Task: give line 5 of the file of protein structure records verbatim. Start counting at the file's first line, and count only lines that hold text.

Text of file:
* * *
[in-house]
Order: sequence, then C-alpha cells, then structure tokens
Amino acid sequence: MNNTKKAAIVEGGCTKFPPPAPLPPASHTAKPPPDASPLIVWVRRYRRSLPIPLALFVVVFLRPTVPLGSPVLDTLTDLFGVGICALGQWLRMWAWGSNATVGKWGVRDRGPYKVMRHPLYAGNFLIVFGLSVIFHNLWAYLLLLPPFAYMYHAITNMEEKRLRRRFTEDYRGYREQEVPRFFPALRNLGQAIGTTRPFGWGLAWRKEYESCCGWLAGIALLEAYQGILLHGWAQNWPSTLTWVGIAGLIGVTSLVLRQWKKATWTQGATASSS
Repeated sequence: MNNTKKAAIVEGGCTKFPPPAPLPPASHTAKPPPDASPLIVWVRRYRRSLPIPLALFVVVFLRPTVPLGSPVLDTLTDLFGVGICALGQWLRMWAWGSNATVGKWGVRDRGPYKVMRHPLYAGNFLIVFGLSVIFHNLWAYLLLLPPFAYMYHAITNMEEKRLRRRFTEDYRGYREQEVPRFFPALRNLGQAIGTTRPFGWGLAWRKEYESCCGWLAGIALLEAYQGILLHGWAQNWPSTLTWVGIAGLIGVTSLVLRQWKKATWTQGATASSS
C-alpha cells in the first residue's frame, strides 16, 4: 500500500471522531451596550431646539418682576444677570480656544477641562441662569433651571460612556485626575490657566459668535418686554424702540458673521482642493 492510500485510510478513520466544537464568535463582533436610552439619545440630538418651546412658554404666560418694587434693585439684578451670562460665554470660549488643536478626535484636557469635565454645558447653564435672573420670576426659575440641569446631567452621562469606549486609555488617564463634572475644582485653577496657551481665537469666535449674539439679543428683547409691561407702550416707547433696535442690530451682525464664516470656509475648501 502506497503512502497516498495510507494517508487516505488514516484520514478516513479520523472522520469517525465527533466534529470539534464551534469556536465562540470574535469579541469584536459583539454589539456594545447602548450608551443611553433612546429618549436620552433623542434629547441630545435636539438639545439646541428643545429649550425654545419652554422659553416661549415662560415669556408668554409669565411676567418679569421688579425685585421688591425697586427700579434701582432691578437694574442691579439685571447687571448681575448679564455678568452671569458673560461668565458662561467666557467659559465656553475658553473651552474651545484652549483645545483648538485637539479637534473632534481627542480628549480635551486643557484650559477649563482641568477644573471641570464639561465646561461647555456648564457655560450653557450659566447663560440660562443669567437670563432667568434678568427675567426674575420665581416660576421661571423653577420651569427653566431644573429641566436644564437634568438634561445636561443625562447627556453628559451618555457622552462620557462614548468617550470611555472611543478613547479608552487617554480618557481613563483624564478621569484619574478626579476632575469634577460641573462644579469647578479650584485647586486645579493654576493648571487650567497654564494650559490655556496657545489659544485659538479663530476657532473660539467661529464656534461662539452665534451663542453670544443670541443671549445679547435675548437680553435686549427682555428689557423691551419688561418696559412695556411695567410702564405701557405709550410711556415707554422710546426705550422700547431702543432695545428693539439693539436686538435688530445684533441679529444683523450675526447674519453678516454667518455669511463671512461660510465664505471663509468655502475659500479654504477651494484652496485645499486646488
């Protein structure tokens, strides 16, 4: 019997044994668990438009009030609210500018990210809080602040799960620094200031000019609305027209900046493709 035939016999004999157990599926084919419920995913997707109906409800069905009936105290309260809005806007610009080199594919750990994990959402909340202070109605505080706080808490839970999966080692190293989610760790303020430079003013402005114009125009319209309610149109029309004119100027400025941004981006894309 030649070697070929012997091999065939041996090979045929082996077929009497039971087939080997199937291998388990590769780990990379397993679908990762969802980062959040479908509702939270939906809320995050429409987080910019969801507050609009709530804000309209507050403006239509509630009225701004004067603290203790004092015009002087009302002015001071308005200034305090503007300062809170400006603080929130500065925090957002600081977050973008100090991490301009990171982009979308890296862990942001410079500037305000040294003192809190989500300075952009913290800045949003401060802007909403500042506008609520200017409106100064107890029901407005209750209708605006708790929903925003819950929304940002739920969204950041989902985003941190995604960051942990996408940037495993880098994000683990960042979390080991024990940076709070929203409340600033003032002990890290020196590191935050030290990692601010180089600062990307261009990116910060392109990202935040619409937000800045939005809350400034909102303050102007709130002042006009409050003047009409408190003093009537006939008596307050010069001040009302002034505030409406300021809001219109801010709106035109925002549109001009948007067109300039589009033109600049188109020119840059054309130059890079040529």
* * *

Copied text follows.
C-alpha cells in the first residue's frame, strides 16, 4: 500500500471522531451596550431646539418682576444677570480656544477641562441662569433651571460612556485626575490657566459668535418686554424702540458673521482642493 492510500485510510478513520466544537464568535463582533436610552439619545440630538418651546412658554404666560418694587434693585439684578451670562460665554470660549488643536478626535484636557469635565454645558447653564435672573420670576426659575440641569446631567452621562469606549486609555488617564463634572475644582485653577496657551481665537469666535449674539439679543428683547409691561407702550416707547433696535442690530451682525464664516470656509475648501 502506497503512502497516498495510507494517508487516505488514516484520514478516513479520523472522520469517525465527533466534529470539534464551534469556536465562540470574535469579541469584536459583539454589539456594545447602548450608551443611553433612546429618549436620552433623542434629547441630545435636539438639545439646541428643545429649550425654545419652554422659553416661549415662560415669556408668554409669565411676567418679569421688579425685585421688591425697586427700579434701582432691578437694574442691579439685571447687571448681575448679564455678568452671569458673560461668565458662561467666557467659559465656553475658553473651552474651545484652549483645545483648538485637539479637534473632534481627542480628549480635551486643557484650559477649563482641568477644573471641570464639561465646561461647555456648564457655560450653557450659566447663560440660562443669567437670563432667568434678568427675567426674575420665581416660576421661571423653577420651569427653566431644573429641566436644564437634568438634561445636561443625562447627556453628559451618555457622552462620557462614548468617550470611555472611543478613547479608552487617554480618557481613563483624564478621569484619574478626579476632575469634577460641573462644579469647578479650584485647586486645579493654576493648571487650567497654564494650559490655556496657545489659544485659538479663530476657532473660539467661529464656534461662539452665534451663542453670544443670541443671549445679547435675548437680553435686549427682555428689557423691551419688561418696559412695556411695567410702564405701557405709550410711556415707554422710546426705550422700547431702543432695545428693539439693539436686538435688530445684533441679529444683523450675526447674519453678516454667518455669511463671512461660510465664505471663509468655502475659500479654504477651494484652496485645499486646488